Credit: <br/>Illustration by Jason Wyatt Frederick

Massive newsroom job cuts and a populace in isolation helped drive the upsurge in single-operator newsletters in 2020. The number of active writers on Substack doubled between March and June alone, and Mailchimp and Medium also reported increased activity.

Chicago music journalists—including the three Reader contributors quoted in this piece—have contributed to that boom. Ernest Wilkins, who writes about the business of culture on Office Hours With Ernest Wilkins, describes newsletters as a “necessity-built thing” that arose in the mid-2010s when the demand for highly curated content outstripped the resources that traditional publishers devoted to the specialized writers who could create it. Trust in newspapers also declined, with plenty of help from the Trump administration. “So we’ve got to figure out a new strategy to touch people,” Wilkins says. “‘If I don’t trust this newspaper, maybe I trust this columnist.'”

The accessibility and flexibility of newsletters allow for a limitless variety of approaches. Joshua Minsoo Kim has built the increasingly popular experimental-music newsletter Tone Glow around a tight-knit community of contributors, rather than writing everything himself. “Everything’s always more fun when it goes beyond yourself and your own interests,” Kim says.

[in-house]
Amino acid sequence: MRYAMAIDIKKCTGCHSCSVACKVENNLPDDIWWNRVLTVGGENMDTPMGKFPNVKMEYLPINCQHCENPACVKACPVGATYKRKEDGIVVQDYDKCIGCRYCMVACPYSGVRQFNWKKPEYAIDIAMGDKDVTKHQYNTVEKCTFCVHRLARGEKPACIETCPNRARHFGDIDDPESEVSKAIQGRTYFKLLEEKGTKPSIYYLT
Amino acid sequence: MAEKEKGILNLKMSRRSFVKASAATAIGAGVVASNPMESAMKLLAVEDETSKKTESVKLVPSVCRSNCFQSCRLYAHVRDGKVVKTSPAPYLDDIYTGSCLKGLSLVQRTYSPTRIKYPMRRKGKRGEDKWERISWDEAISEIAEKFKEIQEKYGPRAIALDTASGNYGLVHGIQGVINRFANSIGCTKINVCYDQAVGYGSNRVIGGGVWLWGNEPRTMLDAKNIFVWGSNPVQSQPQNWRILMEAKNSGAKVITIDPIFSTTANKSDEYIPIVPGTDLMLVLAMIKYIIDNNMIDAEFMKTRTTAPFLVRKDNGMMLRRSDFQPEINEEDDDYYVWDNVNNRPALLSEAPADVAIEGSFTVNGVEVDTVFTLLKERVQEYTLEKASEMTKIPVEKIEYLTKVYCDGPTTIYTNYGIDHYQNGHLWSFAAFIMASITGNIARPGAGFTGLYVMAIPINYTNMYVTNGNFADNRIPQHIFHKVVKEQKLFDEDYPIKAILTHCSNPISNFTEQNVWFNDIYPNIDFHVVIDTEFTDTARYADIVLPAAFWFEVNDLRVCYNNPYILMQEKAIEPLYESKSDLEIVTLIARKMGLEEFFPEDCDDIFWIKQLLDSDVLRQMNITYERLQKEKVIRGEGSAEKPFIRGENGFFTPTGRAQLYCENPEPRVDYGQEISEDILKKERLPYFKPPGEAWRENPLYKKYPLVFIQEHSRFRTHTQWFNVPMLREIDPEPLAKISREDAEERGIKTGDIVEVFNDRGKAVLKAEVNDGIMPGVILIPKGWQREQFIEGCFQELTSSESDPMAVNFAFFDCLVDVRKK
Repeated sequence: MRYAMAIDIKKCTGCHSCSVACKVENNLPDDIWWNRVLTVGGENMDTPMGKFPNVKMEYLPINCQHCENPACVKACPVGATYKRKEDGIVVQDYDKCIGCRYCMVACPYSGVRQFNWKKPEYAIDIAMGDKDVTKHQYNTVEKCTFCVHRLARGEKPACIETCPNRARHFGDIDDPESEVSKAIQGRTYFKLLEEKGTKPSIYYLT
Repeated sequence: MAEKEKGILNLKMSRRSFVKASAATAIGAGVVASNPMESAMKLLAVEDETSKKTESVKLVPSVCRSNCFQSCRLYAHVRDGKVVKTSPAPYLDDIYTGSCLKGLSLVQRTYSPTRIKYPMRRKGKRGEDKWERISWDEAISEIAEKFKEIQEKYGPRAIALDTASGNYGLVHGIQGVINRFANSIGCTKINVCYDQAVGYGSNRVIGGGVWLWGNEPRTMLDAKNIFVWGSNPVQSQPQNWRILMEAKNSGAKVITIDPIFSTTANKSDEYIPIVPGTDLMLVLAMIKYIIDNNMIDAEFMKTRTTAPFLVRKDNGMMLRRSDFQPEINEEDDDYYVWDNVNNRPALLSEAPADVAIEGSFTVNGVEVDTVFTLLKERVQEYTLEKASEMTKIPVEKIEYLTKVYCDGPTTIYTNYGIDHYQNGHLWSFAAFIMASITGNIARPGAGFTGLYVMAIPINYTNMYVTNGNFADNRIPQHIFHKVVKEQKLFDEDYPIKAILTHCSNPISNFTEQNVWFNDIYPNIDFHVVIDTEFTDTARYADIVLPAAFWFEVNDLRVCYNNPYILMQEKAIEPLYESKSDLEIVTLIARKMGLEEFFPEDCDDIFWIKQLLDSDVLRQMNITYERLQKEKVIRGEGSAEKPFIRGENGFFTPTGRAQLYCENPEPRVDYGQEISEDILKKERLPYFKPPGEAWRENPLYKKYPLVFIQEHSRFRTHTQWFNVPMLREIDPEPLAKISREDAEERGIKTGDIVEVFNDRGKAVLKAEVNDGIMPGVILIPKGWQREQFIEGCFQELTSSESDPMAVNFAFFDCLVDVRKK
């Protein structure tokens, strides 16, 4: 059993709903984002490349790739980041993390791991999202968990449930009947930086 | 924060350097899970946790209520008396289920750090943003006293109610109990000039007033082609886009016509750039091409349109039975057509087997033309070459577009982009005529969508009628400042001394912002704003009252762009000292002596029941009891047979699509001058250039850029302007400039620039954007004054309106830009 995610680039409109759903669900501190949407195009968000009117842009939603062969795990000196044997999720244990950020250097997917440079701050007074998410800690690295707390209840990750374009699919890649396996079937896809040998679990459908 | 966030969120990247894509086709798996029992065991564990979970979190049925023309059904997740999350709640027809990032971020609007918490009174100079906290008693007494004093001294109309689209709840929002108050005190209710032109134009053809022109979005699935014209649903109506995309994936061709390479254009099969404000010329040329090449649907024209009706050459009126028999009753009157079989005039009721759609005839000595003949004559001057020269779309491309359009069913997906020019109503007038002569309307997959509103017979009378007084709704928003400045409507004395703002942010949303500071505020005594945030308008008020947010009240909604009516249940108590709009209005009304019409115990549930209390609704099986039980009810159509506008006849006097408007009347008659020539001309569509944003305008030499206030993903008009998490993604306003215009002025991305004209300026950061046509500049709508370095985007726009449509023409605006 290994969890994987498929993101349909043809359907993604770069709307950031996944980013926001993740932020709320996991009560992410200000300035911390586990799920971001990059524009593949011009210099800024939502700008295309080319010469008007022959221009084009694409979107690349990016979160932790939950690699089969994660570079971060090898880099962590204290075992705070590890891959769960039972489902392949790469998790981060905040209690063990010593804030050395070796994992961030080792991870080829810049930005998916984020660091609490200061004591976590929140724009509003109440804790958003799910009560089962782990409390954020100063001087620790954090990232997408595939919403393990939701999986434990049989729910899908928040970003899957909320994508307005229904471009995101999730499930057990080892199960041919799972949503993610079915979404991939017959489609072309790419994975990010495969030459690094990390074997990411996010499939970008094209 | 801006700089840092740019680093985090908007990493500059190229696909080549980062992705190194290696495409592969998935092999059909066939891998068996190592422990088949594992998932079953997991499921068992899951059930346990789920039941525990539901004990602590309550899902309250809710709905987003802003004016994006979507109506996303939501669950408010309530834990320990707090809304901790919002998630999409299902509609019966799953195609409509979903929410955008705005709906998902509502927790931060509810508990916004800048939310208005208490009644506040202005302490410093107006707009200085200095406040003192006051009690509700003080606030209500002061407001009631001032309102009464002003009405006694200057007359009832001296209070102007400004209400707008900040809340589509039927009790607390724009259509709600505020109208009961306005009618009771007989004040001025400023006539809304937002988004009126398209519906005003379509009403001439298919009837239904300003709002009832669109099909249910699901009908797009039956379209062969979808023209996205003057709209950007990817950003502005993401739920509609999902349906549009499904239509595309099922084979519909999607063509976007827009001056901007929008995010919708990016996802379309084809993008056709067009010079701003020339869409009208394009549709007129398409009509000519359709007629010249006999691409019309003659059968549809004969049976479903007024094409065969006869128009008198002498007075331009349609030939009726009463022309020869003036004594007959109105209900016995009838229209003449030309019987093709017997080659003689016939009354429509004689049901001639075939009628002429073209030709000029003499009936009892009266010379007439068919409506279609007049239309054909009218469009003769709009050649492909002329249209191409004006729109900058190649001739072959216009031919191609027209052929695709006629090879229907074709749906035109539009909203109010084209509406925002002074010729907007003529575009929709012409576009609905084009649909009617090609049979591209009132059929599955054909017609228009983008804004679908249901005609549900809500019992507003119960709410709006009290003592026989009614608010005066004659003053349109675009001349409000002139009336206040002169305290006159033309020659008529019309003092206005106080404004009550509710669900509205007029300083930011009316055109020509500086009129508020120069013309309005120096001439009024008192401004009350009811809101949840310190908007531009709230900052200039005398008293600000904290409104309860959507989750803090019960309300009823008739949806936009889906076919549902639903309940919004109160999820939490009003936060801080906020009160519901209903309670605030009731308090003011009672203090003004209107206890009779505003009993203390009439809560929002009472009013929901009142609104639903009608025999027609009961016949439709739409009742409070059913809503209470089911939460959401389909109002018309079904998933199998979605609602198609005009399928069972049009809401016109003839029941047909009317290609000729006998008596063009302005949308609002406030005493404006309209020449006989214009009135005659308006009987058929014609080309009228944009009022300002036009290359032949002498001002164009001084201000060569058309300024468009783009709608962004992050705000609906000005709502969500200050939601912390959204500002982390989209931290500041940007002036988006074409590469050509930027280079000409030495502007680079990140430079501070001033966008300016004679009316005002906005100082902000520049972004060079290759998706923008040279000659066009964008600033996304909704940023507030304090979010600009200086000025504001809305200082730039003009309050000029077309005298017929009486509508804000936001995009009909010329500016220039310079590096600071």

David Anthony launched Former Clarity in 2019, but after he developed a serious illness, it stopped being a music newsletter and started being a newsletter about music, navigating the healthcare industry, and “finding clarity,” as he puts it. He says his work has fostered deep connections between him and his readers. “People are willing to open up a bit more because they’re just replying to an e-mail that only I’ll see instead of sending a tweet out into the world,” he says.

Wilkins doesn’t think the market is saturated yet—he’s confident there’s more room for Chicago music writers to succeed with their own newsletters, provided they’re willing to put in the work. “What I see happen, especially in our city, is that people keep sitting and doing things, expecting someone to descend from the sky and tell them that they are valid and worthy,” Wilkins says. “Anna Wintour does not live here. You’re not going to get chosen. So you have to do it yourself.”